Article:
It’s August, and that means that medical school interview season is right around the corner. I was always told that if you are offered an interview, it is because the school believes you are a qualified candidate for their program. However, that didn’t really help calm my nerves on interview day; the truth is, interviews are nerve-wracking, but preparation and understanding of the interview process can help to put you at ease.
So, in an effort to share information that current M.D. and M.D./Ph.D. students found useful for their medical school interviews, I have compiled some advice from current IU students about how to prepare for the big day.
1) Don’t underestimate the importance of choosing the right attire.
A professional, clean appearance will go a long way in forming first impressions. If you want to stay wrinkle-free, take off your coat/blazer while you drive. Also, make sure your shoes are appropriate for dress and walking. Don’t make the same mistake I did – avoid the nickel-sized blisters on your feet at the end of the day.
2) The hardest interview questions to answer are the broadest ones.
Questions like “Why do you want to be a doctor (or medical scientist)?” and “Why would you want to come to this school?” are deceptive little topics that can cause you to stumble if you aren’t prepared. Note that “money” and “getting a competitive residency spot” are usually taboo answers to these questions. Oh, and re-read your application materials. Nothing is worse than contradicting answers that you put in your own application! (Okay, yes, I guess there are worse things, but still…)
3) John Wells, an MS2 in the M.D./Ph.D. program, says that networking can make the difference in a successful interview.
Not only do recommendations carry more weight if your interviewer knows your recommender, but that connection gives you an easy way to strike up a conversation to get your interview going (you don’t want dead time to lead to an awkward conversation). So, it is probably a good idea to ask your recommenders if they know any of your interviewers once you have your interview itinerary. Also, it should go without saying, but I will say it anyway. Everyone you meet during your interview is interviewing you – faculty, staff, students, co-applicants, secretaries, janitors, etc. Treat everybody with respect and courtesy.
4) Prepare for the interview very purposefully.
Practice in front of a mirror, record yourself (actually watch the recording!), and have family/friends practice asking you questions. I guarantee you, your first few tries will be very cringe-worthy, but that is how you get better. Also, practice how you might use a whiteboard in case there happens to be one in the interview room – it can be very handy and impressive if you need to explain technical aspects of your research. Likewise, make sure you are ready for common interview questions, non-medical personal questions, and ethics/policy/current events questions that may be asked of you. You can find lots of sample interview questions on the interwebs.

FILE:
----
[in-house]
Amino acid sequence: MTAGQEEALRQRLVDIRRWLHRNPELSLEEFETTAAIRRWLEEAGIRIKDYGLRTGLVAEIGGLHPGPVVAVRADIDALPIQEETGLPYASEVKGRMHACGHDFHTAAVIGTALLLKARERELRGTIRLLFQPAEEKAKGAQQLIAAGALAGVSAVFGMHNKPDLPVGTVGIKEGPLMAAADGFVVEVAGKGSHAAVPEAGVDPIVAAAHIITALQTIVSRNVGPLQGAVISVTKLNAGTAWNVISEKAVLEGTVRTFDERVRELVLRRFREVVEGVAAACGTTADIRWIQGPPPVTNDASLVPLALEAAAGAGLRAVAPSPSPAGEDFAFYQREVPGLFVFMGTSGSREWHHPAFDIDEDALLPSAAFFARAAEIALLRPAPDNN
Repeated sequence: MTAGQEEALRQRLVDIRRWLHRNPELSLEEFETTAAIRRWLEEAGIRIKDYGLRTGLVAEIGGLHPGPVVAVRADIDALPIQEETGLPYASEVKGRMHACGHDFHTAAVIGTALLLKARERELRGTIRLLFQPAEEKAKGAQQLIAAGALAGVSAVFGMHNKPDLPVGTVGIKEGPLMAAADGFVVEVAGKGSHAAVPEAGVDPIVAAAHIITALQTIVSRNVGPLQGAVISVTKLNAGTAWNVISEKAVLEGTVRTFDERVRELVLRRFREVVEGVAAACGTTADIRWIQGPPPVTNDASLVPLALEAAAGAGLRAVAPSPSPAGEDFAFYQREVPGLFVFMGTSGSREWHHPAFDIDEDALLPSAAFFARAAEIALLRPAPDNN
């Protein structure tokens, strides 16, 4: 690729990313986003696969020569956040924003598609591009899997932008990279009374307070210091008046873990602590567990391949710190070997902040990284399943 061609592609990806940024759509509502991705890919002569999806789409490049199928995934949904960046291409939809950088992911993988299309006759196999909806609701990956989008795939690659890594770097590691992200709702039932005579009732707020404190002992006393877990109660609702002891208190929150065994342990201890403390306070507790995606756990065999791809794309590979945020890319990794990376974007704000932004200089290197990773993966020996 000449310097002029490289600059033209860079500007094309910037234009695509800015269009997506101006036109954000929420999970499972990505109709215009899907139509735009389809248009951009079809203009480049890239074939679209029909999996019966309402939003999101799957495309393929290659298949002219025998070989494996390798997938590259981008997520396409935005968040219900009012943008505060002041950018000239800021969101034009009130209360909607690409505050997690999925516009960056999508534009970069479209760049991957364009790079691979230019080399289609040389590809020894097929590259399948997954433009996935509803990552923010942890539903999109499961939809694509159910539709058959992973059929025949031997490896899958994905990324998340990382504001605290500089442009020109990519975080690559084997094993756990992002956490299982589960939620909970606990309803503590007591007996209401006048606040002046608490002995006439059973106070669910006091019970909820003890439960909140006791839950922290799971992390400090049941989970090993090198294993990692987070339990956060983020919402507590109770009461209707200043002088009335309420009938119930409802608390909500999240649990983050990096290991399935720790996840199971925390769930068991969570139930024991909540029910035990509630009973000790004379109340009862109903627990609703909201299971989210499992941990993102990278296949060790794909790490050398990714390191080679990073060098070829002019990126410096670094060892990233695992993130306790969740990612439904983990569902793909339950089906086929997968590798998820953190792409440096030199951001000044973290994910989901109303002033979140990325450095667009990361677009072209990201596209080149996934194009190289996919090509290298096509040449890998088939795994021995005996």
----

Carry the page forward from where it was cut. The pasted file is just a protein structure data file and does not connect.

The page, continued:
5) Hannah Kline, a GS1 in the M.D./Ph.D. program, recommends that you remove “I never thought about that” from your vocabulary.
It is okay, you will not know everything about medicine before your interview. However, if an interviewer asks you a question about a topic, it is because that topic is important to them and to the school. While it is acceptable to admit the shortcomings of your knowledge, you also want to demonstrate that you understand and acknowledge current important topics in medicine. Keep this in mind if you are asked a question that you are not prepared to answer.
6) Andrew Sivaprakasam, an MS1 in the M.D./ Ph.D. program, says that confidence in your abilities is the key to interviews.
Despite all your preparation, there is no way you will be able to prepare for everything on interview day. At some point, you just have to trust in yourself. In addition, it is okay to enjoy your interviews too! Relax, be nice to everyone you encounter, and if you allow yourself to enjoy your experience, it will be apparent to your evaluators.
7) One MS3 in the M.D./ Ph.D. program, who has asked to remain anonymous, recommends that you are prepared to address not only your strengths, but also your deficiencies.
Perfection is not expected, but you will need to convince your interviewer that you will still be able to succeed in medical school.
8) Handwritten thank-you notes (or sometimes emails) have come to be expected with interviews nowadays.
However, what separates the good from the average are notes that recall specific details from the interview. I would recommend carrying a note sheet with you, and jotting down the interviewer name and topics discussed immediately after the interview. This way, you can write a killer thank-you note and follow up appropriately with specific details from each interview.
9) Monica Cheng, an MS2, advises interviewing students to remember that interviews are a two-way street.
Ultimately, you want to land at the school that is the right fit for you. Interviews are a chance for you to find answers to questions that are not answered by a school’s public materials. Furthermore, it reflects well on you to observe and ask good questions during your interview.
With these recommendations, I hope you feel prepared to tackle your interviews. If you have any questions, I am happy to respond to personal messages. Follow the MSTP program on Facebook at @IUMSTP!
– Nate Smith, MS2